CDC proposes stronger endorsement of male circumcision

BMJ 2014; 349 doi: (Published 05 December 2014) Cite this as: BMJ 2014;349:g7494
  1. Michael McCarthy
  1. 1Seattle

Health providers should advise adolescents and adult men and the parents of male infants and boys that circumcision substantially reduces the risk of contracting several sexually transmitted infections, such as HIV, herpes, and human papillomavirus, say new recommendations proposed by the US Centers for Disease Control and Prevention on 2 December.1

Although the CDC tempers its proposed guidance by noting that the decision to undergo circumcision is “made in the context of not only health considerations, but also other social, cultural, ethical, and religious factors,” the statement is the CDC’s strongest endorsement of the procedure so far.

“Although data have been accumulating about infant male circumcision for many years,” the CDC officials wrote, “clinical trials conducted between 2005 and 2010 have demonstrated safety and significant efficacy of voluntary adult male circumcision performed by clinicians for reducing the risk of acquisition of human immunodeficiency virus (HIV) by a male during penile-vaginal sex.”

The three clinical trials cited by the CDC officials showed that adult male circumcision reduced the risk of HIV infection by 50-60% and the risk of contracting herpes simplex virus type 2 and types of human papillomavirus that can cause penile and other anogenital cancers by 30%.2 3 4

The trials, however, were conducted in sub-Saharan Africa, where HIV is spread primarily through heterosexual transmission. In a background document accompanying the proposed recommendation,5 the CDC officials acknowledged that the prevalence and lifetime risk of HIV in the United States was generally much lower than that seen in African countries and that most HIV transmission in the US was the result of male to male sex, a population where circumcision has not been proved to reduce the risk of HIV acquisition. “Despite these overall differences, the results of the African trials are likely to have application to HIV prevention efforts in the United States,” the CDC officials wrote.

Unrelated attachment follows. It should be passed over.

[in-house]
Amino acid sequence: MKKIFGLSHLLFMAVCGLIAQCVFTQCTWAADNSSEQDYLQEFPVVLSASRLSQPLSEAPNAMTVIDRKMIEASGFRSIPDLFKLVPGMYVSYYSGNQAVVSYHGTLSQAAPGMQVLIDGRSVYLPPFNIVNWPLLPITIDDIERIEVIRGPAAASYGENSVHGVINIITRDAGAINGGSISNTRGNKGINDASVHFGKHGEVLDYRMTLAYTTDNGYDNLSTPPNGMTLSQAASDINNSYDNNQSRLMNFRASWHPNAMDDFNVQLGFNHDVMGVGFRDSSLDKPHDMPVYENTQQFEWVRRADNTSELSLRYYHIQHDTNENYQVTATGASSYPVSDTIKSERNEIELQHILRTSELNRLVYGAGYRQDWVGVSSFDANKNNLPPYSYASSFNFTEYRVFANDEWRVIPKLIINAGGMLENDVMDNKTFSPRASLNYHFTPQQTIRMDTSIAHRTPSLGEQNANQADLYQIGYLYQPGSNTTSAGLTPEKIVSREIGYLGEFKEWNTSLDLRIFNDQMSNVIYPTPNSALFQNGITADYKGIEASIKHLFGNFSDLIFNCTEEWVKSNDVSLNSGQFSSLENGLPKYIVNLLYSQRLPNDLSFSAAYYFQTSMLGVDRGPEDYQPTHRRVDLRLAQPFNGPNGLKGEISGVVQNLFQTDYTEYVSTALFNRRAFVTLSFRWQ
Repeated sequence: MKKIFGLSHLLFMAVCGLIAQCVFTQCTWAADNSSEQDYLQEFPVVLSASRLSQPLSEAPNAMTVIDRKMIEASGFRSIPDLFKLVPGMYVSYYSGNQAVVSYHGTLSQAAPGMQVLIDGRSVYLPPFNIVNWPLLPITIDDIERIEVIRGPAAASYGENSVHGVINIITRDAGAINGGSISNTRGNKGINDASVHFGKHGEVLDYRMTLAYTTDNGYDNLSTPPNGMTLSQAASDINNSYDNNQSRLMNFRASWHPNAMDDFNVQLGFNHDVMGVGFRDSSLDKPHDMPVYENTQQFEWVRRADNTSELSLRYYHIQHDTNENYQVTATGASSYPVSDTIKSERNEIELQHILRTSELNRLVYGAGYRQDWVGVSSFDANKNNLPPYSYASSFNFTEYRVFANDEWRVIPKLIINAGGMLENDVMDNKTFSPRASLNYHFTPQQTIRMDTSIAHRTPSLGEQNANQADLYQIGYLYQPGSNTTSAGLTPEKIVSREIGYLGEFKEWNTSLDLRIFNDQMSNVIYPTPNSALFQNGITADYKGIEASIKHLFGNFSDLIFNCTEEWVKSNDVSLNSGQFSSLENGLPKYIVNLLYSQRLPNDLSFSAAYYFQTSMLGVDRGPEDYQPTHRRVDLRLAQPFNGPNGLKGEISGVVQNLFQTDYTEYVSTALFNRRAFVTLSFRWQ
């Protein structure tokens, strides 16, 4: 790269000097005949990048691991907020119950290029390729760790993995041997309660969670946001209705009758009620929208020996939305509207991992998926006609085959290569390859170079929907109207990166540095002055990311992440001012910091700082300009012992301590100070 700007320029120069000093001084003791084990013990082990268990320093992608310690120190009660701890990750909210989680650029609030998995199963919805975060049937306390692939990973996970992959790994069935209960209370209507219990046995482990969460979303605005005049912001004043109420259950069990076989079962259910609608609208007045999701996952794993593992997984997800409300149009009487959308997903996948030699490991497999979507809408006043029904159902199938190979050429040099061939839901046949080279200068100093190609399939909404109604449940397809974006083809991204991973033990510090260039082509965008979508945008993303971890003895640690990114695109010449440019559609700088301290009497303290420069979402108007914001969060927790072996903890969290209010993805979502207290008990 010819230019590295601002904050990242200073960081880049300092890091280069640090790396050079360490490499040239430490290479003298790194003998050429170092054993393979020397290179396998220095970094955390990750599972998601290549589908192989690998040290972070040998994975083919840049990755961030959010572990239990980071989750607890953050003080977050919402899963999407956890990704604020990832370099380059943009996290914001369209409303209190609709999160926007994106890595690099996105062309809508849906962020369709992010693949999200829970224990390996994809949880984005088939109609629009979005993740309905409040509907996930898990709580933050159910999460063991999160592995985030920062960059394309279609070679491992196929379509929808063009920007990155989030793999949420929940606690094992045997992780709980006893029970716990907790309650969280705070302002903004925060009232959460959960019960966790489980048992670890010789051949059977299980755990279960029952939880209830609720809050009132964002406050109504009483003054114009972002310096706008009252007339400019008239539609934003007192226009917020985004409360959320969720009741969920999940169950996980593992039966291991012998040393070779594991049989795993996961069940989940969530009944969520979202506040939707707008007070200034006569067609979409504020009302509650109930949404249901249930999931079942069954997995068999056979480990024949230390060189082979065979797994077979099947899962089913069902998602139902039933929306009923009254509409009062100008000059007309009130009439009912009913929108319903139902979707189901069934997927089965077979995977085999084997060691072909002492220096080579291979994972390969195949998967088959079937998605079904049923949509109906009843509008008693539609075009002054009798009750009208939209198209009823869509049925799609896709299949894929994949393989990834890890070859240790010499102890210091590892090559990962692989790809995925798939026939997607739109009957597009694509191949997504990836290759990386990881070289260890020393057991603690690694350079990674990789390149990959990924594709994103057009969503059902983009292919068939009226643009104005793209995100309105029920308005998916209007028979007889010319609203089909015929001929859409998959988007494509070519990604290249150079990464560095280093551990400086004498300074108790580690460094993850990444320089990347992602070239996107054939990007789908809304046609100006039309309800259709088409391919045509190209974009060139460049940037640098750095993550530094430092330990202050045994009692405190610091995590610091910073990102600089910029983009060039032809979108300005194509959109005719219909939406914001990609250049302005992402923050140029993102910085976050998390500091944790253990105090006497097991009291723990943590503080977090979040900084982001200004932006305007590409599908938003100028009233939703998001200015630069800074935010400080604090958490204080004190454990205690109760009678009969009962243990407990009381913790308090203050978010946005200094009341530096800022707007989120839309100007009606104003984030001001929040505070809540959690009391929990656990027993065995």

Opponents of circumcision have challenged the CDC’s reliance on trials conducted in sub-Saharan Africa. “These studies have never been replicated elsewhere—let alone in the United States—and have no relevance to children or men in the developed world,” said Georganne Chapin, an attorney and executive director of Intact America, an anti-circumcision group.

“As a public health organization the CDC should be calling for a study of the true risks and complications from circumcision that occur over the lifetime of boys and men, before it promotes its evidence free claim that the benefits of newborn circumcision outweigh its harms,” Chapin said.

The CDC officials wrote that the risk of complications from circumcision was low, running at about 0.2%, with the most common being bleeding and infection, which are “usually minor and easily managed.”

Circumcision is common in the US, where the overall prevalence among adult males is 79%. But it is unclear whether the CDC’s new recommendations will convince uncircumcised men to undergo the procedure. A recent consumer survey of heterosexual uncircumcised men found that, when asked whether they would be likely to be circumcised if their healthcare provider told them it would reduce their risk of HIV infection, only 12% reported that they would be likely or very likely to undergo the procedure, while 83% reported that they would be unlikely or very unlikely to get circumcised.

The draft of the recommendations, which have been posted on the Federal Register, will undergo peer review and be subject to public comment for 45 days before being finalized. The comment period ends on 16 January 2015.


Cite this as: BMJ 2014;349:g7494


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